06 Jun 2006
Kate Rawles, a university lecturer, environmentalist and passionate cyclist, is setting out to cycle along the North American Great Divide, publicising climate change and its adverse effects.
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Kate Rawles, a university lecturer, environmentalist and passionate cyclist, has just been awarded a Winston Churchill Travelling Fellowship, giving her the opportunity to cycle along the North American Great Divide unsupported and often solo, from El Paso on the Mexican border to Anchorage in Alaska. On the way she will explore the consequences and responses to climate change, encountering them in the most oil intensive culture on Earth.
On her return to Britain, Kate plans to contribute to the debate about climate change in the UK and, most importantly, discuss how to bring about the personal and political changes needed to tackle it. Kate hopes her journey will be inspirational to others as an example of how an ordinary person can bring adventure into her life and engage with environmental and social issues.
Speaking about the change and the threat it poses, Kate says: “there is now a scientific consensus that climate change is underway, that it is at least partly human induced and that it will have a major impact on our quality of life. It also poses a threat to many other species on the planet. Despite the scientific evidence our practical responses to the threat of climate change remain seriously inadequate”.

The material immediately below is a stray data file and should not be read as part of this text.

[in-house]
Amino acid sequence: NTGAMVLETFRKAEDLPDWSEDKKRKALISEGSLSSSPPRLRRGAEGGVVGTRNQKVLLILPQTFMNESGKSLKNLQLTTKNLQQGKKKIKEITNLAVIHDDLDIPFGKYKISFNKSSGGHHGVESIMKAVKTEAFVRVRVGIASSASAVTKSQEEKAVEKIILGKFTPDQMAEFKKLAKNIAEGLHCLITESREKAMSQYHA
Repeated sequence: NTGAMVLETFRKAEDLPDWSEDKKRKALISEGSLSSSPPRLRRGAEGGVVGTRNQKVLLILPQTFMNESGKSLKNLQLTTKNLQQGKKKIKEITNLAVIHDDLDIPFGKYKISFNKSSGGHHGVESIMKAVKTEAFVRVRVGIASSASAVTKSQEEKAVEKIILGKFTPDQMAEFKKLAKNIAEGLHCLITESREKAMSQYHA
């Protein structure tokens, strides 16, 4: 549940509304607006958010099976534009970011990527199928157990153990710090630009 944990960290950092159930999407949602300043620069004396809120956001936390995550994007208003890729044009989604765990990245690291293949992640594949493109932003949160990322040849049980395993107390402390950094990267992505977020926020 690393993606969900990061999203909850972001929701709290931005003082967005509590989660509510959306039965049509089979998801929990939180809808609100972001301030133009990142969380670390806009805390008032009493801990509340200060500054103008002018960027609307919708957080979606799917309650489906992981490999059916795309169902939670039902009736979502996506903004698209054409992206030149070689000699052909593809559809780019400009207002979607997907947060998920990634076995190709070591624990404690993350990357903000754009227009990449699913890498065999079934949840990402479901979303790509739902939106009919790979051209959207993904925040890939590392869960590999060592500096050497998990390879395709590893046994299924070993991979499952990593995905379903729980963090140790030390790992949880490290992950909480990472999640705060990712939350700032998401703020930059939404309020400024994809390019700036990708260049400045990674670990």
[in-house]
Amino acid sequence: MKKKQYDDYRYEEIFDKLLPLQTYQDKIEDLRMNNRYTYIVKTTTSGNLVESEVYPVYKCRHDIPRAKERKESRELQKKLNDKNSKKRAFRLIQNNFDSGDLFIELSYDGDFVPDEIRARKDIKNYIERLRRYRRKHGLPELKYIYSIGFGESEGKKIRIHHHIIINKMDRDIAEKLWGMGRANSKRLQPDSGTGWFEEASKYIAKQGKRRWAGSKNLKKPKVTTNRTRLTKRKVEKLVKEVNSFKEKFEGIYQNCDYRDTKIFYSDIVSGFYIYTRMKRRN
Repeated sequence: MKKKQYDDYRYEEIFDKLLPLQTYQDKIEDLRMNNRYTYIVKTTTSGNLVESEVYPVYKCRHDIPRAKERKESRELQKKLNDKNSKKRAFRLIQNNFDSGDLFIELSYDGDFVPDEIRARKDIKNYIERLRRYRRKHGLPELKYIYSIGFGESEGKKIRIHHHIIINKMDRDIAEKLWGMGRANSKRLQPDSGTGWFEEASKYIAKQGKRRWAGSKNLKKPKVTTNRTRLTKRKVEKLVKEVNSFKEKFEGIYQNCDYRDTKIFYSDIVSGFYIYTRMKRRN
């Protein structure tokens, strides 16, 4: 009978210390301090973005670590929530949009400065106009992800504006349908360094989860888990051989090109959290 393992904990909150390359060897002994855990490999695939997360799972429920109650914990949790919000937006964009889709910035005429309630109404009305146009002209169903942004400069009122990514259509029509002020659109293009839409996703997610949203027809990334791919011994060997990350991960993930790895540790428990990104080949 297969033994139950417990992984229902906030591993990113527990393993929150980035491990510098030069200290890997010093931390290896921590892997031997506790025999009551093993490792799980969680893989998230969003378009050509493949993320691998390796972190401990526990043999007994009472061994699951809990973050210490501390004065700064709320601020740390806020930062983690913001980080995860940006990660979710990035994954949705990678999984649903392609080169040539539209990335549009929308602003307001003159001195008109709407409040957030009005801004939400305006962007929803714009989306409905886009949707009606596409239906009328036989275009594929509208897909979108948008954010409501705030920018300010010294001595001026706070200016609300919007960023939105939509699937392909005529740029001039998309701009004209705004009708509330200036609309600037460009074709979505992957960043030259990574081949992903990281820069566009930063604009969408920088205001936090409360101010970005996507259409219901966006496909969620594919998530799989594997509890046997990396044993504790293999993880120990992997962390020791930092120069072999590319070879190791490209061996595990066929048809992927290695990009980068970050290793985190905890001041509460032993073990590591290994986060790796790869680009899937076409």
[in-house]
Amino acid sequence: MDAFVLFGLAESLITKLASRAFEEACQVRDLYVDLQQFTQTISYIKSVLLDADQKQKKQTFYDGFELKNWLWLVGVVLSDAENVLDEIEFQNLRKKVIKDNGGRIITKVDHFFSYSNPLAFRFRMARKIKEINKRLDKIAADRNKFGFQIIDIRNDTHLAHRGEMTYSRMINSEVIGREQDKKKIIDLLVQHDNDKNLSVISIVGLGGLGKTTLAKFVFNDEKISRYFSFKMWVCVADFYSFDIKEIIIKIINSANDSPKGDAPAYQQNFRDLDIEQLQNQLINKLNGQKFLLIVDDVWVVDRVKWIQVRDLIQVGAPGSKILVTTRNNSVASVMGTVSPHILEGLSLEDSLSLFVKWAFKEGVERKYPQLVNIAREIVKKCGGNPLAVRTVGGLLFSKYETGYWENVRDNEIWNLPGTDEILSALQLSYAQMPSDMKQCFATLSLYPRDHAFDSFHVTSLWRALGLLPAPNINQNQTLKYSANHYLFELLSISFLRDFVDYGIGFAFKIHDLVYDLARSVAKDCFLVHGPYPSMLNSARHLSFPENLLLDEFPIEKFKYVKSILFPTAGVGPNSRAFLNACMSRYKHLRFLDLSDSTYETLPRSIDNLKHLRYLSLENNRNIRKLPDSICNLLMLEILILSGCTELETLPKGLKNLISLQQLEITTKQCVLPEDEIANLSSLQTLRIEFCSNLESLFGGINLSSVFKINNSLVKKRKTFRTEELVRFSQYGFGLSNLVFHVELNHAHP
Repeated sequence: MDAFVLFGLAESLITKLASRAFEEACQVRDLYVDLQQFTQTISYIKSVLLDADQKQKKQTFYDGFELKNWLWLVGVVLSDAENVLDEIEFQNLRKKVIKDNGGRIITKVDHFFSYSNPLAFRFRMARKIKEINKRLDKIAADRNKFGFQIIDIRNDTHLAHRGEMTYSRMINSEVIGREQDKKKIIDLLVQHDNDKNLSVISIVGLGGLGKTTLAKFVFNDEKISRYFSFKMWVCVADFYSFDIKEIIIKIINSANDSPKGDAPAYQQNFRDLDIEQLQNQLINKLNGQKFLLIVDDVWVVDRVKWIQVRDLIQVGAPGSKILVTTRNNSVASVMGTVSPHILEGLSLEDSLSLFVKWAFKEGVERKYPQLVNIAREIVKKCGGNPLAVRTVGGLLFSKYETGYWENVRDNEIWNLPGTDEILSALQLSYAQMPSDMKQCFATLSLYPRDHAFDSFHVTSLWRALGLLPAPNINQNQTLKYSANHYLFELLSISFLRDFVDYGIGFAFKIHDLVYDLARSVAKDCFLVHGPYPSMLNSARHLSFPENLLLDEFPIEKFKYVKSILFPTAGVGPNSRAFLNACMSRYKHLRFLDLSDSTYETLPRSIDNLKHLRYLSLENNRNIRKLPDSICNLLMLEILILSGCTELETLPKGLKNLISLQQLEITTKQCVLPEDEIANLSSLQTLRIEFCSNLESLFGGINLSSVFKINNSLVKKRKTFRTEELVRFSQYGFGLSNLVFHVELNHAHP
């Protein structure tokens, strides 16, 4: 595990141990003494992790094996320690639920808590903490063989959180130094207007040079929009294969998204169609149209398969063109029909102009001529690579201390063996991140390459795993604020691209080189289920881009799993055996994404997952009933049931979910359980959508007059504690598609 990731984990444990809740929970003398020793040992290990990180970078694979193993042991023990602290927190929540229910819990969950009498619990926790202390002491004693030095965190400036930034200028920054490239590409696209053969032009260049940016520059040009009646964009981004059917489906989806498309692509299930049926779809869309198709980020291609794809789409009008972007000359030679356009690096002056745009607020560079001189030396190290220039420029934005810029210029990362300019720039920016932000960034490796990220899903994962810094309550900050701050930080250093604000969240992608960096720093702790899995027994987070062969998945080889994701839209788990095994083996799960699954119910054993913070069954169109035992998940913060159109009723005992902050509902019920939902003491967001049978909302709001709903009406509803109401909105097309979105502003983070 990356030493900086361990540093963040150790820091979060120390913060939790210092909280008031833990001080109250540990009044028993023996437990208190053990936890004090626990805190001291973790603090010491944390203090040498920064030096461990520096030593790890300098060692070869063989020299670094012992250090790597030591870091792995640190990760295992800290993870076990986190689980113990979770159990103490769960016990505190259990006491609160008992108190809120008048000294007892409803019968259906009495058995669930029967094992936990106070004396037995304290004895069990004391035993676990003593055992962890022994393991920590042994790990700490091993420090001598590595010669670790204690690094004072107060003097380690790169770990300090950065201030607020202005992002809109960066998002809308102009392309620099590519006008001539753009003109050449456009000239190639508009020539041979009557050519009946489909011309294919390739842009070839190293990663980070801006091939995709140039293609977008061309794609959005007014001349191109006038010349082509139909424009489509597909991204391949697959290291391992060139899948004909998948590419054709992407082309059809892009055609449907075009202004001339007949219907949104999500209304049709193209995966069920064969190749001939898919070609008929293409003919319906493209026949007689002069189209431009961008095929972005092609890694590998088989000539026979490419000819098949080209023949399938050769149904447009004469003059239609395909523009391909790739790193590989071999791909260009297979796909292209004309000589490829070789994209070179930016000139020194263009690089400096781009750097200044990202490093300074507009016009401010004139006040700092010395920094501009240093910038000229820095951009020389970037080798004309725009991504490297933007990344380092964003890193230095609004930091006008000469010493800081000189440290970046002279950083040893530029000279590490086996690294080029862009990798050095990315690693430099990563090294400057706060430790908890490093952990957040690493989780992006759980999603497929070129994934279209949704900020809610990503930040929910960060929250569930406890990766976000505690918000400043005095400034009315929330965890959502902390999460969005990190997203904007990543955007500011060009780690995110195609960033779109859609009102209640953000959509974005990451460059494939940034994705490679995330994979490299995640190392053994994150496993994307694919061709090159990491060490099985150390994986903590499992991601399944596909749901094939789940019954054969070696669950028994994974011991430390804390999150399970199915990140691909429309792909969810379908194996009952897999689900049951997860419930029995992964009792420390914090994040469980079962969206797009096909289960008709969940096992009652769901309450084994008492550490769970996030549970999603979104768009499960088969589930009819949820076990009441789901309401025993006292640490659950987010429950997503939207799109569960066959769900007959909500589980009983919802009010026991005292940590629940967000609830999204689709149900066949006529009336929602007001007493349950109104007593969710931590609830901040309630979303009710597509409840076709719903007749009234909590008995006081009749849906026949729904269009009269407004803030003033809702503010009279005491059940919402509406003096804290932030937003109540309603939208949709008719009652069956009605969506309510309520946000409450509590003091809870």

Kate’s intention on the ride is to find out what we in the UK can learn from the challenges faced by North America and how we can turn this into action. As Kate points out, “we have limited time to act if we are to keep a quality of life and protect other species and ecosystems. However, everyone can make a difference whether in their personal lives or through their professional role. There is still time to move towards more sustainable, enjoyable and equitable ways of living”.
Kate will be charting her progress on the Carbon Cycle in a blog, available at http://www.outdoorphilosophy.co.uk/carboncycle.htmlPhoto: © Max Dobie
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